So each Merlin on every Falcon does a test fire at McGregor individually, then all together as a cluster when the stage is completed. That's two. Then, once on the pad, the stage does another test fire before launch, that's four by the time the booster is in the air and lets go of the second stage. Then, the booster performs a boost-back burn, regardless of whether it's landing on a drone ship or not (only the duration of the burn changes). Then it performs a reentry burn, then finally the landing burn. Notably, both the reentry burns and landing burns are done in a 1-3-1 sequence, with first the center engine firing then the center engine plus two outer engines for additional thrust then lastly the center engine again. That's a count of 7 burns for the center Merlin 1D, and an additional 5 burns over the course of every subsequent static fire test and mission.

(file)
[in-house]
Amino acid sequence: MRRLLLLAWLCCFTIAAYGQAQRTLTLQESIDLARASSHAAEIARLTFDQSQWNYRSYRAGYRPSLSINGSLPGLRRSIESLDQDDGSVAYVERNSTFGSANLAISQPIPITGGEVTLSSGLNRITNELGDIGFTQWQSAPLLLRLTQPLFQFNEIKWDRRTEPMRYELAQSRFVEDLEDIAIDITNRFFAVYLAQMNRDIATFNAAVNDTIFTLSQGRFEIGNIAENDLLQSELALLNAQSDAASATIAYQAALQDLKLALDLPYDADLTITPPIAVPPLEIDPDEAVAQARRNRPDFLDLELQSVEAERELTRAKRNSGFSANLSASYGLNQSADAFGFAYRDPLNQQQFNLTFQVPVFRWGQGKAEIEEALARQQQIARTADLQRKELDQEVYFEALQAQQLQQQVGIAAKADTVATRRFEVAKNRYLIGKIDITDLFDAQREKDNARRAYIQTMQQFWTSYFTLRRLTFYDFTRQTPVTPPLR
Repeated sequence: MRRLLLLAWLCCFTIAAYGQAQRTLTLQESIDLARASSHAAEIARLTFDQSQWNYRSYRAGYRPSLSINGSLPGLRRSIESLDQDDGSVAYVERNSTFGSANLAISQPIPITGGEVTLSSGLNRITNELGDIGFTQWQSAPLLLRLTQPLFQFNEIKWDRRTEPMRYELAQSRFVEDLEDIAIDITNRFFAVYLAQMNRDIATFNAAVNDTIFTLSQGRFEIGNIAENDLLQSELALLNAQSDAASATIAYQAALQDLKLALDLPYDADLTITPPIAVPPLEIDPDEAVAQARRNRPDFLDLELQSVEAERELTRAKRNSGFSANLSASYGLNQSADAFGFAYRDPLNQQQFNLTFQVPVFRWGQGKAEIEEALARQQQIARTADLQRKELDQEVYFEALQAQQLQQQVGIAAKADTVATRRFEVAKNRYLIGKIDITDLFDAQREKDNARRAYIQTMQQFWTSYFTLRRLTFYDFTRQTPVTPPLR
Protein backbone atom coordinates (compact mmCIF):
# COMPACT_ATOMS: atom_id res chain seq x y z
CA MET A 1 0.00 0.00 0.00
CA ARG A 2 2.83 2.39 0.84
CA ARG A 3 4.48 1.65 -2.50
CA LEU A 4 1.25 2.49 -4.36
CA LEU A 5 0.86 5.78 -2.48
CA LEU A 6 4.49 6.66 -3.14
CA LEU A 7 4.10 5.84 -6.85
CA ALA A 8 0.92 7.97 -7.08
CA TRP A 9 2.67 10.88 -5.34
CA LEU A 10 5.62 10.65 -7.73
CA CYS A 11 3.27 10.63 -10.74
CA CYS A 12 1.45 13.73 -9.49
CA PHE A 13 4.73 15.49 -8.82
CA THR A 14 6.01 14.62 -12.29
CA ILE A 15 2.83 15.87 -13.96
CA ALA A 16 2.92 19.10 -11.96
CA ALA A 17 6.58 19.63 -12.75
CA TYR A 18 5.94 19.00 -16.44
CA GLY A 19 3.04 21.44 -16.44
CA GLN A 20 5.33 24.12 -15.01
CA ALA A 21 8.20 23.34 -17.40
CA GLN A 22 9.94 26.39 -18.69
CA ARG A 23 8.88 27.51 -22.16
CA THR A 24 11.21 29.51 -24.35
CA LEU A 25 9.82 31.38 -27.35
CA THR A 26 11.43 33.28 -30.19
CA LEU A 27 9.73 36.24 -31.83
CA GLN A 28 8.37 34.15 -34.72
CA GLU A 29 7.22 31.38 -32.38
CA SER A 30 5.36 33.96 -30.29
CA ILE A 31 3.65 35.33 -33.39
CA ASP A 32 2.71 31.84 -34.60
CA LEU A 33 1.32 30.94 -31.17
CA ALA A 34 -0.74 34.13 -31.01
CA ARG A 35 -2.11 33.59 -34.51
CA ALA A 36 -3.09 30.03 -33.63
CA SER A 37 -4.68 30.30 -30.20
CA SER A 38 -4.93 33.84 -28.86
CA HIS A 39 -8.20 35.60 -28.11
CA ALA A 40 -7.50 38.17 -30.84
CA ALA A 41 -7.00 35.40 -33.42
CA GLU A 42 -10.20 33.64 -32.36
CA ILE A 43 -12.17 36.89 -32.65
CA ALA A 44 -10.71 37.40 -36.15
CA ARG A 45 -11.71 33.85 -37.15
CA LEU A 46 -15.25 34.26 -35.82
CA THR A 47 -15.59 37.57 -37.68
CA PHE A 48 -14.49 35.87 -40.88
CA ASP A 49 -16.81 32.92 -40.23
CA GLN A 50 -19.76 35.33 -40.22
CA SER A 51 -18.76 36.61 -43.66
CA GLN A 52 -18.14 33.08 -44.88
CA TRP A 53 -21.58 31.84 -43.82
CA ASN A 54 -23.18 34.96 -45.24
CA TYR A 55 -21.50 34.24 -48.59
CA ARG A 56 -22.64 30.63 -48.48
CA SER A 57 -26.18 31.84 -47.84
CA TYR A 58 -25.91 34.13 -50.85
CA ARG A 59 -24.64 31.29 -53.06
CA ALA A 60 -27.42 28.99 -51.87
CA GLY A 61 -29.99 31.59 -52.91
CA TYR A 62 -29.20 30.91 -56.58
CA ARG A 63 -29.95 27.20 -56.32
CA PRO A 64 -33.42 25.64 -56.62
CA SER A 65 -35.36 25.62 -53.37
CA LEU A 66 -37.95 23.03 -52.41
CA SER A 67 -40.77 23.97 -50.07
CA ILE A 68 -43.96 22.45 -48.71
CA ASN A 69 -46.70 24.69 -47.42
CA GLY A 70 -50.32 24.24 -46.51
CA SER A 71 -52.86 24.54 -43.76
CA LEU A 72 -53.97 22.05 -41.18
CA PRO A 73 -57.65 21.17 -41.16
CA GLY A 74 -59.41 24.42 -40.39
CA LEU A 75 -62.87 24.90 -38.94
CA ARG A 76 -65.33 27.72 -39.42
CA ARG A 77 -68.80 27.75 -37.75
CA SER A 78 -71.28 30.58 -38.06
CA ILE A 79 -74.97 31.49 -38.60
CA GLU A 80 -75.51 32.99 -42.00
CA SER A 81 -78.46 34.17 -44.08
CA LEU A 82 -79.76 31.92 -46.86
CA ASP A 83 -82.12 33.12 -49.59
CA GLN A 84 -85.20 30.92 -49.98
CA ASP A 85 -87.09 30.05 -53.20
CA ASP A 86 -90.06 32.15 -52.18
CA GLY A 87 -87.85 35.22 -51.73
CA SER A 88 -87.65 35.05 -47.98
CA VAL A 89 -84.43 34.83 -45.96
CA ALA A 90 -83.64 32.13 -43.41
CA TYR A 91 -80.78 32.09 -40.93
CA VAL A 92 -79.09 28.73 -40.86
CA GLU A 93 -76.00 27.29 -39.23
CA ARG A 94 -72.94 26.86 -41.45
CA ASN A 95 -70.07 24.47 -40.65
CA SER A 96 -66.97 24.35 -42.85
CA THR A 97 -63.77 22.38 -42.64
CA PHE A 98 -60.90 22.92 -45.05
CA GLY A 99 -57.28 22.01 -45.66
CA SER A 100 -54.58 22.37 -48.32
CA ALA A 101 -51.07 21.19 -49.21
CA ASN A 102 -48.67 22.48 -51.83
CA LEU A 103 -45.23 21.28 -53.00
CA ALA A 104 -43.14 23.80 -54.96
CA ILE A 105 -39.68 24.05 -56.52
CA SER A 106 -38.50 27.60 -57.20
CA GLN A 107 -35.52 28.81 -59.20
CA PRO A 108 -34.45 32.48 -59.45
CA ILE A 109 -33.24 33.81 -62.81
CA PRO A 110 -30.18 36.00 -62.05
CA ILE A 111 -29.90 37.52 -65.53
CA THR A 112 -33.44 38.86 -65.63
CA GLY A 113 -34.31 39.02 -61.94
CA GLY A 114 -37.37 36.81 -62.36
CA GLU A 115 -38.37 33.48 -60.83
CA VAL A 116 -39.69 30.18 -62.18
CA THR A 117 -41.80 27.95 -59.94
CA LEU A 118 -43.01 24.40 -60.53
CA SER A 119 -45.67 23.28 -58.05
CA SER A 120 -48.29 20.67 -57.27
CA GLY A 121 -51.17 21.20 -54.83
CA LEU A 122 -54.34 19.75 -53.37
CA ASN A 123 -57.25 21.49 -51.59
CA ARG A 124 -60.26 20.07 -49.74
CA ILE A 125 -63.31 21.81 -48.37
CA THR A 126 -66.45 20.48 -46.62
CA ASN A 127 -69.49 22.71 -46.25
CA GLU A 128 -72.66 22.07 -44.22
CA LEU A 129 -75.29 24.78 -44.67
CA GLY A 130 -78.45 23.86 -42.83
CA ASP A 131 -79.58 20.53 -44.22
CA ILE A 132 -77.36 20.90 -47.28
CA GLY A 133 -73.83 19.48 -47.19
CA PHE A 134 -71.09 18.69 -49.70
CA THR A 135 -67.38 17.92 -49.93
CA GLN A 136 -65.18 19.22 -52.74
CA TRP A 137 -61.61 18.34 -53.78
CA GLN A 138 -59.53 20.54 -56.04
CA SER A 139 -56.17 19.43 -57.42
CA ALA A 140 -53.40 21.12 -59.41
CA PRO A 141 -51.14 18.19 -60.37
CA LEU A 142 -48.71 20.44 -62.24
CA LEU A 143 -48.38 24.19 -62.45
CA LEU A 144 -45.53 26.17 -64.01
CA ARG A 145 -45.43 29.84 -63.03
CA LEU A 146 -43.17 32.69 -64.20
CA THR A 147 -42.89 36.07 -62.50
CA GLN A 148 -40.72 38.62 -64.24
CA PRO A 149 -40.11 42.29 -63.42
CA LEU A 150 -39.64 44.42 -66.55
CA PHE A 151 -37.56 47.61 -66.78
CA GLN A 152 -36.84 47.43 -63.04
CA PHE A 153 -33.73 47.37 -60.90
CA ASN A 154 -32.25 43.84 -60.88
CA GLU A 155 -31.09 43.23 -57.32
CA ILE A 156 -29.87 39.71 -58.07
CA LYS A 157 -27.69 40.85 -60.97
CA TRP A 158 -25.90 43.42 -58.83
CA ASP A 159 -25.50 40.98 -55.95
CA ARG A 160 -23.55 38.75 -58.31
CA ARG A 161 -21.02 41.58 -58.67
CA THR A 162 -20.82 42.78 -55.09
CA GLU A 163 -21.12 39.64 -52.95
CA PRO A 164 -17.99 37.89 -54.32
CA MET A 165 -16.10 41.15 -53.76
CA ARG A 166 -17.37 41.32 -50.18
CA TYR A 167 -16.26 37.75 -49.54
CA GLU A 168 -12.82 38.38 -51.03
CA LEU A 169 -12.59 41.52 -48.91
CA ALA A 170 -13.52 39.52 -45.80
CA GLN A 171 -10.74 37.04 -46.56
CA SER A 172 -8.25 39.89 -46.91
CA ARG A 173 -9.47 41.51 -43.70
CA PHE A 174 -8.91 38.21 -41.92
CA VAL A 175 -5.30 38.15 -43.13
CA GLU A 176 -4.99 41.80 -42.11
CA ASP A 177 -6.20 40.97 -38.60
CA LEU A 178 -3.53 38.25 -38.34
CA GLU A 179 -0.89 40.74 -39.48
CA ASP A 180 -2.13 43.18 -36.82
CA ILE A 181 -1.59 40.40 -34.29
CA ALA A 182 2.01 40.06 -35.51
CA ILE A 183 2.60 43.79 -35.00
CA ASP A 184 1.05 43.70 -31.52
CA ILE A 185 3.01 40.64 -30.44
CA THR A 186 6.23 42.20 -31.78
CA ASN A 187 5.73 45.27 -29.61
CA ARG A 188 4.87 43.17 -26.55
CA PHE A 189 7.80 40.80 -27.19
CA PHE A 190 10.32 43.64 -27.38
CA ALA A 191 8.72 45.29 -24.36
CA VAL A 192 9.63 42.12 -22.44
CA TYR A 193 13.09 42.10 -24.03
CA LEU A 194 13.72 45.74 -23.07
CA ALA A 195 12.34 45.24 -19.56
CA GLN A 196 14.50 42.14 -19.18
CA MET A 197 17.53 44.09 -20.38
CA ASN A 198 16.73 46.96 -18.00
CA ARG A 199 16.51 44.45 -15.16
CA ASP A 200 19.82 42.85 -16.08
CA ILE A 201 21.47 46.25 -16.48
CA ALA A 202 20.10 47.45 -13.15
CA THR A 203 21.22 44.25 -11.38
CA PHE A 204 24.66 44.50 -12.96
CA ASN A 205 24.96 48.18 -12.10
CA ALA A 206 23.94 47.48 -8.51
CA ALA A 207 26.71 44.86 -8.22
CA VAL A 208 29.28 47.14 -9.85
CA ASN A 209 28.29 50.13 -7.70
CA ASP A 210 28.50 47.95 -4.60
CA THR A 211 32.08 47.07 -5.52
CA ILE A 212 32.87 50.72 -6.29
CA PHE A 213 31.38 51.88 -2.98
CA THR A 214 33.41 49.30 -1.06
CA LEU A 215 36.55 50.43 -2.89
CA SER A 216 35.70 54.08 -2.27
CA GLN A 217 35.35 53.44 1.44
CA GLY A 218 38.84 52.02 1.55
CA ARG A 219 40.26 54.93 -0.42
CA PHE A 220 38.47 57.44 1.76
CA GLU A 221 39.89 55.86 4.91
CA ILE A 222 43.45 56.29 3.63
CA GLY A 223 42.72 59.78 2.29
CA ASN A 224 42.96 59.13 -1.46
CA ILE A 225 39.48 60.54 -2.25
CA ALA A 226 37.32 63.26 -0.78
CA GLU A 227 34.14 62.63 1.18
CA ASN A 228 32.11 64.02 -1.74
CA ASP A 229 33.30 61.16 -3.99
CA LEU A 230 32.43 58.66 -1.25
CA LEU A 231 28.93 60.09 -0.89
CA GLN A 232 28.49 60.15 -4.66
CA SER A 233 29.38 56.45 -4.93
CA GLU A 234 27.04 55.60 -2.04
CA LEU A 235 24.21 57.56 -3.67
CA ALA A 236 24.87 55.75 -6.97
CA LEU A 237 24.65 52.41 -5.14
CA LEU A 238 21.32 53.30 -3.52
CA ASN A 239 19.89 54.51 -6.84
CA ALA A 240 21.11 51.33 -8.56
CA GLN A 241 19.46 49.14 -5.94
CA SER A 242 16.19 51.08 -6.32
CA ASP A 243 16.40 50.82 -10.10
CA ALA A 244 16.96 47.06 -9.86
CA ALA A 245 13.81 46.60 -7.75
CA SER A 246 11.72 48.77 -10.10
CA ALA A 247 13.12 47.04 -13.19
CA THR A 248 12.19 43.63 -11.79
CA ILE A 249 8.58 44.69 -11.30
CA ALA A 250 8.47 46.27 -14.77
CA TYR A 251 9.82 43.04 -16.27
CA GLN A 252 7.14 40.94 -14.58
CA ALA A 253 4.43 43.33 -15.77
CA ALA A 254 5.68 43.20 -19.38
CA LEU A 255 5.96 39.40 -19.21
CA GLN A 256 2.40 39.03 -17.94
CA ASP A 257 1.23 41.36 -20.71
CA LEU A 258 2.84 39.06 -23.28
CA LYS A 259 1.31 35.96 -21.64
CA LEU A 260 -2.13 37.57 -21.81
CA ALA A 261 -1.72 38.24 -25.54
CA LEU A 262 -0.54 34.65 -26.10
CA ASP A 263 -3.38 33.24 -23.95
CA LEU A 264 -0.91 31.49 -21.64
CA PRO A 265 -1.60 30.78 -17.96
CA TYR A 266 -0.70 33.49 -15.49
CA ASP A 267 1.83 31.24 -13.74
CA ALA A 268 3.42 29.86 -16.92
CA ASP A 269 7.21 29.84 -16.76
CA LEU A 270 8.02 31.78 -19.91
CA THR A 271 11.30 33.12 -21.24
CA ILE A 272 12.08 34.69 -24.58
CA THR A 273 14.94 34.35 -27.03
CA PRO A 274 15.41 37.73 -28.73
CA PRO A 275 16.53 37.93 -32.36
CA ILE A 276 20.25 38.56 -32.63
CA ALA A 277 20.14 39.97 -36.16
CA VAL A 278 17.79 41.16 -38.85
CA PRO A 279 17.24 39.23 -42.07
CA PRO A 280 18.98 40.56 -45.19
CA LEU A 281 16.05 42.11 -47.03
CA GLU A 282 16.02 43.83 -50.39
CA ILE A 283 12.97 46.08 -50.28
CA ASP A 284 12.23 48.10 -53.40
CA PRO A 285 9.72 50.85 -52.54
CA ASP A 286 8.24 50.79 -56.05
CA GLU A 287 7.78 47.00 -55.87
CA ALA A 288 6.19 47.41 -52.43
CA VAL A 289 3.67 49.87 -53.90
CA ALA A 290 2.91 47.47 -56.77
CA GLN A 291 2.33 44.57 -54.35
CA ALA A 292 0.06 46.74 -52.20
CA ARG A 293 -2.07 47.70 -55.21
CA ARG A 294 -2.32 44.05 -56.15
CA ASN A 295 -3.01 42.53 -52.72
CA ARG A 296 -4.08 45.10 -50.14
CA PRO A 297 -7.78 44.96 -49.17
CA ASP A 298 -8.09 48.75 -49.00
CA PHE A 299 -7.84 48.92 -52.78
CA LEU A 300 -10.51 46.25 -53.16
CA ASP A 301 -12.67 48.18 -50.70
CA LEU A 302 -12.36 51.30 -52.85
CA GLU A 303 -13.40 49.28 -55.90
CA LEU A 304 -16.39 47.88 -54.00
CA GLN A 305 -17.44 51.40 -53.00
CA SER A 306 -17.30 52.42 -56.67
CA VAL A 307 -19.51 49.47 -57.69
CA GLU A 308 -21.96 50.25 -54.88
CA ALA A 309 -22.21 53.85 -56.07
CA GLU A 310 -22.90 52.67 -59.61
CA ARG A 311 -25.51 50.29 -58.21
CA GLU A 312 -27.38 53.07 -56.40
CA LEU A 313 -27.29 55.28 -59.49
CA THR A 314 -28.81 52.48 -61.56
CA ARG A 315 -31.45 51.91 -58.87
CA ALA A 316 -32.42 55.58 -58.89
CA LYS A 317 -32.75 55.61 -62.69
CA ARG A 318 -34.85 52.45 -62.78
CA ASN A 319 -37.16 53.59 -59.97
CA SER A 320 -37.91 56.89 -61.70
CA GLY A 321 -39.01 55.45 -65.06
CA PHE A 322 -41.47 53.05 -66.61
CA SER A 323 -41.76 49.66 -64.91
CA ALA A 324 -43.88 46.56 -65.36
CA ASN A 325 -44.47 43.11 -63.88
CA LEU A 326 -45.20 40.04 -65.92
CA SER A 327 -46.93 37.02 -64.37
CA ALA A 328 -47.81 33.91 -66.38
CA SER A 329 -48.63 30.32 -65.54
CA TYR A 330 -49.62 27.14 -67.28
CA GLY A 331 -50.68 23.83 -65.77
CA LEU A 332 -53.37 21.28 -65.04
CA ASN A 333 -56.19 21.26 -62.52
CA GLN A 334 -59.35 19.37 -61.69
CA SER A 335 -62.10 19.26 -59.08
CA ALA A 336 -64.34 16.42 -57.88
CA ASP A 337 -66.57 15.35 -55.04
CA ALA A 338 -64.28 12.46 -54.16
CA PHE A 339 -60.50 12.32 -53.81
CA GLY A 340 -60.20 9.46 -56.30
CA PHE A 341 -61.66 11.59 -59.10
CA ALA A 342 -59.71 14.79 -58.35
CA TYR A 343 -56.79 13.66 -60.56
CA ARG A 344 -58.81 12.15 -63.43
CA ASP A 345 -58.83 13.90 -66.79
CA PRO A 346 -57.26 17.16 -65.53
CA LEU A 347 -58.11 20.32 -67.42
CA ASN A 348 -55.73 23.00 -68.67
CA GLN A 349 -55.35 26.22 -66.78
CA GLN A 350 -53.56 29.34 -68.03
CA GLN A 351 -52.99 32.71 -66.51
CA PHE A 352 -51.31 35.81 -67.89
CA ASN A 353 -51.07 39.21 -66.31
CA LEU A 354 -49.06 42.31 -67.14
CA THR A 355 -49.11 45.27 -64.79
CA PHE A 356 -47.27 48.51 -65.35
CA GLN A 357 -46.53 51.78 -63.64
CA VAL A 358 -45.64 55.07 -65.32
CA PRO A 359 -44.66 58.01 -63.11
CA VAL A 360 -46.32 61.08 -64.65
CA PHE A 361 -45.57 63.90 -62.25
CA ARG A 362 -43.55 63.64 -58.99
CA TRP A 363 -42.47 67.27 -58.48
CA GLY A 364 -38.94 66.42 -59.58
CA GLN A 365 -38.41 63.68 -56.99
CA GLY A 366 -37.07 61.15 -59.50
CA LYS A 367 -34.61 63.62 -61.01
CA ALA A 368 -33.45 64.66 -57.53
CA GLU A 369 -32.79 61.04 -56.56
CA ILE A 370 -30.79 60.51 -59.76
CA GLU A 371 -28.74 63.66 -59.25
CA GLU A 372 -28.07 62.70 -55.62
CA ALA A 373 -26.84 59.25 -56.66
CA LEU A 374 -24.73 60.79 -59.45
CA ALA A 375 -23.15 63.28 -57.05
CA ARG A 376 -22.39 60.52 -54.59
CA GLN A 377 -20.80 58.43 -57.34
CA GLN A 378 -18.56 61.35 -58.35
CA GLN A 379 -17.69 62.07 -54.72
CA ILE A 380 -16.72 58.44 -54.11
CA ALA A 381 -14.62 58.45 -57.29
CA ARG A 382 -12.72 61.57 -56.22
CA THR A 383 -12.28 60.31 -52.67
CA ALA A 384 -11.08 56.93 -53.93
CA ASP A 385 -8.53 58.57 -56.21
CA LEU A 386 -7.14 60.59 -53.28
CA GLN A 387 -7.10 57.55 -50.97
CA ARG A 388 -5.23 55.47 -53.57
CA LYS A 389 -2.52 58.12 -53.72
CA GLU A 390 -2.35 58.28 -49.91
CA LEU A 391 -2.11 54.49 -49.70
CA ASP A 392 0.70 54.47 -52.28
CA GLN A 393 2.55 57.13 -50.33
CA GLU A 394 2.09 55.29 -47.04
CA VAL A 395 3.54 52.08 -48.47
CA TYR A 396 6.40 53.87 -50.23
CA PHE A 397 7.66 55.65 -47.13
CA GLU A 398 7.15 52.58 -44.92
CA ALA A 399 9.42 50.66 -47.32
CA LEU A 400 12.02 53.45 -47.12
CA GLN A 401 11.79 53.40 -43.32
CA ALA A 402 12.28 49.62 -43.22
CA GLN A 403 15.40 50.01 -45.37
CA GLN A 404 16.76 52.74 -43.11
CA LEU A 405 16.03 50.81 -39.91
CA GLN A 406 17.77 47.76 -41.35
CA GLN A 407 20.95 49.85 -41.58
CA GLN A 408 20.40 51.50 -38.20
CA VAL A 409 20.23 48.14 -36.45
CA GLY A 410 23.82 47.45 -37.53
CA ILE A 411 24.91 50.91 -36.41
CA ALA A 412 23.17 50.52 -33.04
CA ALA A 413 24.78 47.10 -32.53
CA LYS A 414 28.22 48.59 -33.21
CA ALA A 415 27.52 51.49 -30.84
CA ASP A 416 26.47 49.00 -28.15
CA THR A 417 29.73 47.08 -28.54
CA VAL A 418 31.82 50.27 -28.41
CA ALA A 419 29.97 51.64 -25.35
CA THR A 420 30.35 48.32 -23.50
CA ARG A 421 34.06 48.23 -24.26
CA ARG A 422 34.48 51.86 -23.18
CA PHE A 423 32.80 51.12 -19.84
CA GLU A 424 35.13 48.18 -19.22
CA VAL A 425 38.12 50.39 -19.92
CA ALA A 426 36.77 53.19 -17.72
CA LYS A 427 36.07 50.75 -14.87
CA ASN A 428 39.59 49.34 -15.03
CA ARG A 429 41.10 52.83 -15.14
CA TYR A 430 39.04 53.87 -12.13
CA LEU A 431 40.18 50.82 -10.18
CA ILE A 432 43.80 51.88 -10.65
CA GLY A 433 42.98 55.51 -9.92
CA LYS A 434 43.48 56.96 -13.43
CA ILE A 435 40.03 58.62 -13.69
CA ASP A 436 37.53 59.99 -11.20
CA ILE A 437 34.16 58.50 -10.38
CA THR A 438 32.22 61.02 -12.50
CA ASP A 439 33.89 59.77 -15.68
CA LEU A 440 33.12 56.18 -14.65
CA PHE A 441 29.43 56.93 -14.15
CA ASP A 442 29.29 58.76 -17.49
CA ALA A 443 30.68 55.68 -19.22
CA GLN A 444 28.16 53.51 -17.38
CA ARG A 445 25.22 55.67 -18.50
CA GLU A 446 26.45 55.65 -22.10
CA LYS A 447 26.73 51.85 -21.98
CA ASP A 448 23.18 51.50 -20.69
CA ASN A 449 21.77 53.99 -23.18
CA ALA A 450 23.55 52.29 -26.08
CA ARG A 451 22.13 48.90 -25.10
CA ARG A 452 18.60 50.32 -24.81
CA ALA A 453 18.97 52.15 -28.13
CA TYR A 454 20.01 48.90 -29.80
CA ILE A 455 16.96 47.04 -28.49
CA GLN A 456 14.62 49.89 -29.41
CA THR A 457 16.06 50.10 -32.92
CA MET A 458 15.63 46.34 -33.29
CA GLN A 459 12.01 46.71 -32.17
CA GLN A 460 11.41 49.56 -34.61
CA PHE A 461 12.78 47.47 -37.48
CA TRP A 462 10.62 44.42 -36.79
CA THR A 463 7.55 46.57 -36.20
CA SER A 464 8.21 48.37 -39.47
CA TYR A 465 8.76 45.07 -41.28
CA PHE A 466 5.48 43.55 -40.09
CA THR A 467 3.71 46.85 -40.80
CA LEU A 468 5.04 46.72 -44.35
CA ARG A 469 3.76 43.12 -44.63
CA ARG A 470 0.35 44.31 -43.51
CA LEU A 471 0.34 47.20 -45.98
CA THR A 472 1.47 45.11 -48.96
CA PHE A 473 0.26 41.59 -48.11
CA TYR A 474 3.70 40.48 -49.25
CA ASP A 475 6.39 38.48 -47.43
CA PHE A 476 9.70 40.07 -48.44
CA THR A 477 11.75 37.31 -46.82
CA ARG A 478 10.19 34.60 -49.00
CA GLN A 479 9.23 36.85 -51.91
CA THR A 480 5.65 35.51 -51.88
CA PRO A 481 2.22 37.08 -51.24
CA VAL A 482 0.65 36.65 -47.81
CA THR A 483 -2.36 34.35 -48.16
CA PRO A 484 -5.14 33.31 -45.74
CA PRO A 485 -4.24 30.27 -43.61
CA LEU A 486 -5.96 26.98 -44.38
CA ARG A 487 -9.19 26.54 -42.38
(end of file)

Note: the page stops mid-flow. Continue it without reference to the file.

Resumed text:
On only a single Falcon 9 flight (obviously of those that are landing boosters) has there been no boost back burn. This was during the launch of the Bangabandhu satellite on May 11, 2018. Even if drone ship landings cut out the boost-back burn entirely rather than just reducing their duration, that would still only cut out one burn of seven. Your argument is literally nothing.